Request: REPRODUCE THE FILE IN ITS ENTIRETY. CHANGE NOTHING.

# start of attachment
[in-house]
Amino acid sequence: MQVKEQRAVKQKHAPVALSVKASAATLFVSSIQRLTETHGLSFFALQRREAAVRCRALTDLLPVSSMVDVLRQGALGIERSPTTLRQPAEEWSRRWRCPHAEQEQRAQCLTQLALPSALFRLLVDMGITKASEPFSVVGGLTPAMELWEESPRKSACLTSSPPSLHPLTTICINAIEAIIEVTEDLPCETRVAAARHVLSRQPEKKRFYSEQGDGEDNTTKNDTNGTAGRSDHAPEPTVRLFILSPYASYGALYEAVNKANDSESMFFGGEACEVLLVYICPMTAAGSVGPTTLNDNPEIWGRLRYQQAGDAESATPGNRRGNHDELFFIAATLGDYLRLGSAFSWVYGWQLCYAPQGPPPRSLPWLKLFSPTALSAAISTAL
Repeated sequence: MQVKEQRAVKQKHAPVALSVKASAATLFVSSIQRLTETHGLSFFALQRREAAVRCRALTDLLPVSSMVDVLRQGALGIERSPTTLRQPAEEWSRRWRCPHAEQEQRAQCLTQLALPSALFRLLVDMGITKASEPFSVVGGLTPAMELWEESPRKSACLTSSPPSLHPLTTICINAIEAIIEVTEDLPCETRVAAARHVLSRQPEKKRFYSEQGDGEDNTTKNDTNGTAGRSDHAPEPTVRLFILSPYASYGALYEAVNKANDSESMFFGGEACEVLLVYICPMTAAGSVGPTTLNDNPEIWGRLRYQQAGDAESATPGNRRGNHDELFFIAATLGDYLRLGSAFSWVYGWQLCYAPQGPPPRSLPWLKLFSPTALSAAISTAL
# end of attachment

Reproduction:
[in-house]
Amino acid sequence: MQVKEQRAVKQKHAPVALSVKASAATLFVSSIQRLTETHGLSFFALQRREAAVRCRALTDLLPVSSMVDVLRQGALGIERSPTTLRQPAEEWSRRWRCPHAEQEQRAQCLTQLALPSALFRLLVDMGITKASEPFSVVGGLTPAMELWEESPRKSACLTSSPPSLHPLTTICINAIEAIIEVTEDLPCETRVAAARHVLSRQPEKKRFYSEQGDGEDNTTKNDTNGTAGRSDHAPEPTVRLFILSPYASYGALYEAVNKANDSESMFFGGEACEVLLVYICPMTAAGSVGPTTLNDNPEIWGRLRYQQAGDAESATPGNRRGNHDELFFIAATLGDYLRLGSAFSWVYGWQLCYAPQGPPPRSLPWLKLFSPTALSAAISTAL
Repeated sequence: MQVKEQRAVKQKHAPVALSVKASAATLFVSSIQRLTETHGLSFFALQRREAAVRCRALTDLLPVSSMVDVLRQGALGIERSPTTLRQPAEEWSRRWRCPHAEQEQRAQCLTQLALPSALFRLLVDMGITKASEPFSVVGGLTPAMELWEESPRKSACLTSSPPSLHPLTTICINAIEAIIEVTEDLPCETRVAAARHVLSRQPEKKRFYSEQGDGEDNTTKNDTNGTAGRSDHAPEPTVRLFILSPYASYGALYEAVNKANDSESMFFGGEACEVLLVYICPMTAAGSVGPTTLNDNPEIWGRLRYQQAGDAESATPGNRRGNHDELFFIAATLGDYLRLGSAFSWVYGWQLCYAPQGPPPRSLPWLKLFSPTALSAAISTAL